Queen Victoria loved Christmas all her life, recording gifts received in her childhood meticulously and descriptively in her journal. When she married Prince Albert, many German Christmas traditions were adopted into Royal family life. Prince Albert decorated the private family Christmas tree with strings of dried fruit, bonbons, wax dolls and painted unshelled walnuts. This practice is generally acknowledged as being the start of the commercial overdose consumers suffer from today - as early as September in some shops.
I must now seek in the children an echo of what Ernest [his brother] and I were in the old time, of what we felt and thought; and their delight in the Christmas tree is not less than ours used to be.
- Prince Albert
The tradition of hanging mistletoe around Christmas began in the Victorian era, as a way around the social restrictions of the time. No unmarried girl could spend time alone with a young man; if they were courting then they would be chaperoned. At Christmas, under the mistletoe, a lover could taste their sweetheart's lips, perhaps for the first time.
Despite having Buckingham Palace, Windsor Castle and the Brighton Pavilion to live in, Queen Victoria did not consider any of them suitable as a family home. So, in 1845 she bought the original Osborne House on the Isle of Wight and an estate of 342 acres from Lady Isabella Blachford. This, though, was too small, and so Thomas Cubitt was contracted to build a new Osborne House on the site, to Prince Albert's design. The estate offered the Royal Family a much-needed retreat and they were able to spend time together as a family. The children each had their own vegetable patch that they would tend themselves and be responsible for.
The Queen wrote about her children in her journal in 1846: 'a good, moral, religious but not bigoted or narrow-minded education is what I pray for'.
In 1848 the Queen and her husband leased Balmoral Castle, in Deeside, Scotland, and later purchased it for £31,500, further increasing the Royal Family's property portfolio. After a significant expansion and restoration, including the installation of flushing toilets, they took a holiday there each summer, thanks to the advent of railways in Britain.
The Great Exhibition of 1851
Prince Albert was interested in the arts, science, trade and industry, and he organised a project on a scale which had never been attempted before. The Great Exhibition was a commemoration of the great advances of the British industrial age and the expansion of the empire. It was a huge success, attended by dignitaries from all over the world. The profits from the Great Exhibition helped to establish the South Kensington museums complex in London.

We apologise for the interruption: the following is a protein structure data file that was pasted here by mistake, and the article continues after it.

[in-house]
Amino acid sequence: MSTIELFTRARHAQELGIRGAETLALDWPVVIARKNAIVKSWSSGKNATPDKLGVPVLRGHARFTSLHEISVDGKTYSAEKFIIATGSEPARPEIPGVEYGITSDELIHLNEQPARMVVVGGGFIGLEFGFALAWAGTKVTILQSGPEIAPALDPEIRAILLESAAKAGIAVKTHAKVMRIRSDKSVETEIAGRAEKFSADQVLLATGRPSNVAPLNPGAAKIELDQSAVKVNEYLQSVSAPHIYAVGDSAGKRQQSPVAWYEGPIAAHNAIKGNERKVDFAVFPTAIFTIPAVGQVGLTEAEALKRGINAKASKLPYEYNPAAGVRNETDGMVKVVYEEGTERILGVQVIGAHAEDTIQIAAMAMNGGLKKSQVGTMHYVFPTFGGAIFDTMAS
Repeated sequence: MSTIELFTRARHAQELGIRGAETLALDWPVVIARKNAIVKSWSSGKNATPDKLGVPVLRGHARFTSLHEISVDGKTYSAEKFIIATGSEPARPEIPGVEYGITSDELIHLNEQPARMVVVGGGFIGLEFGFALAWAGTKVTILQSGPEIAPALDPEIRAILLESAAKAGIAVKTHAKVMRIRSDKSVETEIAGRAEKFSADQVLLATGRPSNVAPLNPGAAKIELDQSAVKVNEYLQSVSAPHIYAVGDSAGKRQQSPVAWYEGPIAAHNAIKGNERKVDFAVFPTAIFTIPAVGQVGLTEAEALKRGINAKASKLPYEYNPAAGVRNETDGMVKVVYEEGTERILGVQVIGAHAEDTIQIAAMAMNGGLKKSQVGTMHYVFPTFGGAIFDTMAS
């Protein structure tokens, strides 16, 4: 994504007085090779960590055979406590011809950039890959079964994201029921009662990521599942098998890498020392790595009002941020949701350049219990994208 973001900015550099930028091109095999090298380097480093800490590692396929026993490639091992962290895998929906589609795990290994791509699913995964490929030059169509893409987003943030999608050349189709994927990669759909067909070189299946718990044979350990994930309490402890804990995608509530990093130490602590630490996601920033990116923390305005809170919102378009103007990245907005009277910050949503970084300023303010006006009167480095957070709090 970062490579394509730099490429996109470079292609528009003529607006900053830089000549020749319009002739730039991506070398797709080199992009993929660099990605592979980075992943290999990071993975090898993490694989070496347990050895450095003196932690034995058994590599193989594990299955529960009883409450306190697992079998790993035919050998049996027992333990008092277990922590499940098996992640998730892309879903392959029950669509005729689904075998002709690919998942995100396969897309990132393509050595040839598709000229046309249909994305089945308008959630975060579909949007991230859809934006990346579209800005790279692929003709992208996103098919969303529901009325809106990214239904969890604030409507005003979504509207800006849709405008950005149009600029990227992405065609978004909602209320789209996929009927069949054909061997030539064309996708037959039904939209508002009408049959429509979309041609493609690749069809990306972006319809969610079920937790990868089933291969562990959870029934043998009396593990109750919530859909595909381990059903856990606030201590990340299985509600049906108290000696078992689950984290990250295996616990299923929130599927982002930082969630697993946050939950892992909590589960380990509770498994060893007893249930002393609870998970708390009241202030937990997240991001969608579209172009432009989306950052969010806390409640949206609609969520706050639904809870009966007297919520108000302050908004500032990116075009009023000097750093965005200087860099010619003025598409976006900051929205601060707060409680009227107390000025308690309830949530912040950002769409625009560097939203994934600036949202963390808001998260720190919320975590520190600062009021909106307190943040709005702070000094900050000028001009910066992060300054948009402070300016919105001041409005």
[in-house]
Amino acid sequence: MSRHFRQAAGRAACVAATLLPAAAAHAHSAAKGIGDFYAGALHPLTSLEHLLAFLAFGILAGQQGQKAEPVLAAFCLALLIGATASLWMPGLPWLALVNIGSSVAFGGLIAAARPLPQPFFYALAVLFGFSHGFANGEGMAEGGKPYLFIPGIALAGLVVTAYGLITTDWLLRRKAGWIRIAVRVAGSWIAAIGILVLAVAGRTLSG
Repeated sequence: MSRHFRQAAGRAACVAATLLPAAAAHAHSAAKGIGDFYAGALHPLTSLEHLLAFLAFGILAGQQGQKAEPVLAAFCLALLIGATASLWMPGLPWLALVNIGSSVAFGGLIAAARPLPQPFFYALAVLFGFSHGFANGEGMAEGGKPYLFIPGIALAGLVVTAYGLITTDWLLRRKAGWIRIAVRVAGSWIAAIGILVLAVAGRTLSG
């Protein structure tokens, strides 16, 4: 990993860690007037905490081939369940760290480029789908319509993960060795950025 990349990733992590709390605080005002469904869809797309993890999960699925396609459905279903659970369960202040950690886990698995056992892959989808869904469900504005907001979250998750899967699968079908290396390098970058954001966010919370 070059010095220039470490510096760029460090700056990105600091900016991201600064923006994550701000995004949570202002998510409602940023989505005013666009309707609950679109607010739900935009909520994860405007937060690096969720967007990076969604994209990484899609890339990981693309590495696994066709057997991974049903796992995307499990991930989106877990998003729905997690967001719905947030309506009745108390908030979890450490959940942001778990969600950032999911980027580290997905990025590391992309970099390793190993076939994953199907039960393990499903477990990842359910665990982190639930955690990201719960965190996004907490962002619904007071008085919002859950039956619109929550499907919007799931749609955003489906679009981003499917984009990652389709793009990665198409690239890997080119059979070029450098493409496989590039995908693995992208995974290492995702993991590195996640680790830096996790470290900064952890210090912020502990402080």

The Victoria and Albert Museum
Opened in 1852 as the South Kensington Museum, it was renamed in May 1899 to honour Queen Victoria and Prince Albert. The 'V&A' is the world's greatest museum of art and design. It has a National Art Library which due to its range and depth is a major public reference database. Today there are over 20,000 works in the V&A collections, covering a wide range of objects including ceramics, fashion, furniture, glass, metalwork, paintings, photographs, prints, sculpture and textiles. The museum has so many items that they have to be rotated as there just isn't enough space to display them all at once.
The £31m British Galleries at the V&A, which were opened in 2001 by Prince Charles, trace British culture from Tudor times to the Victorian era. On display is a writing desk which once belonged to Henry VIII. The galleries were part-funded with a grant of £16m from the Heritage Lottery Fund.
The V&A Museum of Childhood in Bethnal Green houses one of the world's largest and oldest collections of toys; dating from as far back as the 16th Century, it includes some of the first jigsaw puzzles ever made. Also among the treasures are rocking horses, dolls, teddy bears, puppets, toy soldiers, train sets, model cars and board games.
Two thousand years ago, Roman governments had provided public baths, toilets and clean water for the people to prevent them succumbing to disease. In the 19th Century, one of the biggest killers was cholera, a disease caught from drinking polluted water. There were major cholera epidemics, and a Dr John Snow researched an outbreak in the Broad Street area of London, tracing it to a certain well. People didn't believe him when he tried to inform them that the well water was causing the sickness, so he removed the pump handle, preventing its further use. The rate of outbreaks lowered in that area and Dr Snow's peers began to take notice of his findings. Gradually public facilities improved (although nothing like on the Roman scale).